Honor Blackman, the English actor best known for being a Bond girl in the 1960s, has died, her family announced Monday. She was 94.
In a statement to the Guardian, Blackman's family said she died "peacefully of natural causes" at her home in Lewes in Sussex surrounded by her family.
Her family described her as a much-adored mother and grandmother who doubled as an actor of "of hugely prolific creative talent."
"With an extraordinary combination of beauty, brains and physical prowess, along with her unique voice and a dedicated work ethic, she achieved an unparalleled iconic status in the world of film and entertainment and with absolute commitment to her craft and total professionalism in all her endeavors she contributed to some of the great films and theatre productions of our times," said her family.
Born in 1925, Blackman grew up in working-class London, where both she and her brother, Ken, learned how to box as children. Encouraged by the elocution teacher who coached away her East End accent, she started taking acting lessons. During World War II, Blackman volunteered to ride a motorbike around London transporting medical supplies; she would have to turn off the headlight during blackouts.
Although she began acting professionally in the 1940s, it wasn't until Blackman's 1962 debut on The Avengers that her career took off: She played Cathy Gale, the spy, anthropologist, and martial artist who replaced David Keel as the male lead's sidekick. Her Avengers episodes were filmed without stunt doubles, and Blackman became very good at judo. She said she received a lot of fan mail, including a sizable amount from lesbians; some of the letters were very shocking to her publicist. In the Toronto Star in 1987, she said, "While [Cathy] wasn't the first female who was allowed to think or be without reference to a man — although she was that — she was certainly the first woman to defend herself physically. I think it must have been threatening for the male sex." In the 1960s, she wrote Honor Blackman's Book of Self-Defence, the cover of which features an image of Blackman doing something very painful to a man's arm.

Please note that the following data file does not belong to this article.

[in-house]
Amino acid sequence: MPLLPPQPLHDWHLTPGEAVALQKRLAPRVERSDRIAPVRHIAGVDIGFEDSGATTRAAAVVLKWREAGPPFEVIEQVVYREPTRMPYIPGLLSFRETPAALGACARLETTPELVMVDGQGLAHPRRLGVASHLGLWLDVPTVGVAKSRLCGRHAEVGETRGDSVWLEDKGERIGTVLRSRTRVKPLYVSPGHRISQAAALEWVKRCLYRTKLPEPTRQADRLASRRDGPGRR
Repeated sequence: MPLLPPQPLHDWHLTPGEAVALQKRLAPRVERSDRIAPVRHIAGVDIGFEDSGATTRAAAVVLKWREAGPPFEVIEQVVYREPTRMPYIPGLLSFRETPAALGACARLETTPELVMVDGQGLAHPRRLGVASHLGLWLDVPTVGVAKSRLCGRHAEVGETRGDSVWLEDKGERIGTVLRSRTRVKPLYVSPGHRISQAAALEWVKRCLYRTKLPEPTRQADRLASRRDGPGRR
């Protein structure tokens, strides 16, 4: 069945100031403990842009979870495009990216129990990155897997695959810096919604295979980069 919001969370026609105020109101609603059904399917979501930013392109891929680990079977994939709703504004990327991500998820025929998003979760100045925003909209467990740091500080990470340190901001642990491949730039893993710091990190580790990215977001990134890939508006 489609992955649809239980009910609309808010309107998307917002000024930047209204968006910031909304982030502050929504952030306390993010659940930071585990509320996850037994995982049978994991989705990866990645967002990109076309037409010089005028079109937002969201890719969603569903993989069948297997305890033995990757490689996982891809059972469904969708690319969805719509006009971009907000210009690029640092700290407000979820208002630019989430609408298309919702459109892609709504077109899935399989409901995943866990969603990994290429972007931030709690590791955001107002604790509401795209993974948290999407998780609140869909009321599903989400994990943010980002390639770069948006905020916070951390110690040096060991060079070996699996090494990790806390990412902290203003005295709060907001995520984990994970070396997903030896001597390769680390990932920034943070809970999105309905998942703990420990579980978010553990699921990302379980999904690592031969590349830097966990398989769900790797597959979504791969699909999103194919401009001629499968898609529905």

Despite the character's acknowledged threat to the male ego, Blackman diagnosed Cathy's limitations in the Globe and Mail in 1987: "Judo was her specialty, and with judo it's almost impossible to attack somebody." Because the martial art relies on the attacker's momentum, "Cathy only defended herself. That is why she seemed so pure and good and righteous."
Blackman left The Avengers to appear in 1964's Goldfinger as Bond girl Pussy Galore, whose slightly obscene name was censored multiple times during the publicity tour for the movie.
Blackman told the New York Times in 1981 that many people didn't know Pussy was a lesbian in the 1959 Ian Fleming book. The filmmakers "wouldn't allow that in the movie," she said, though there are hints: She is a pilot who runs the all-women Pussy Galore's Flying Circus, and she tells Bond she's "immune" to his charms. Blackman was glad the character's homosexuality wasn't made explicit, "because it would have seemed so ridiculous that she would change overnight just because James Bond took her to bed."
The role did not particularly help Blackman's career: Post-Goldfinger, she said, she was typecast as a "glamour puss." Blackman said Mervyn LeRoy, directing her in 1965's Moment to Moment, would call for "a wobble shot" — a shot in which her breasts were jiggling.
Blackman remained a realist about her work: In 2007, she told the Guardian that she got the role of Pussy Galore because "I was very, very hot at the time." In the same article, the reporter made a crude joke about getting into bed with her.
In addition to appearing in more than 100 films and TV series, Blackman worked extensively in theater, including a turn in Nunsense, in which nuns stage the musical Grease. In 2007, she told the Halifax Courier that she had no wish to retire: "I would just be bored and get fat," she said. At the time, she was in her eighties and touring a one-woman show.
She was also active in politics, campaigning for the Liberal Party in 1964 and advocating for the UK to become a republic. She joined the list of people who've turned down a CBE when she refused the royal distinction in 2002, citing her opposition to the monarchy.
After a divorce from her second husband and the father of her two children in the 1970s, the actor never remarried, and she embraced living alone. She told Lady, "I do whatever I want when I want and that's how life should be as far as I am concerned."
Blackman is survived by her two children, Lottie and Barnaby, and her four grandchildren.
David Mack contributed reporting.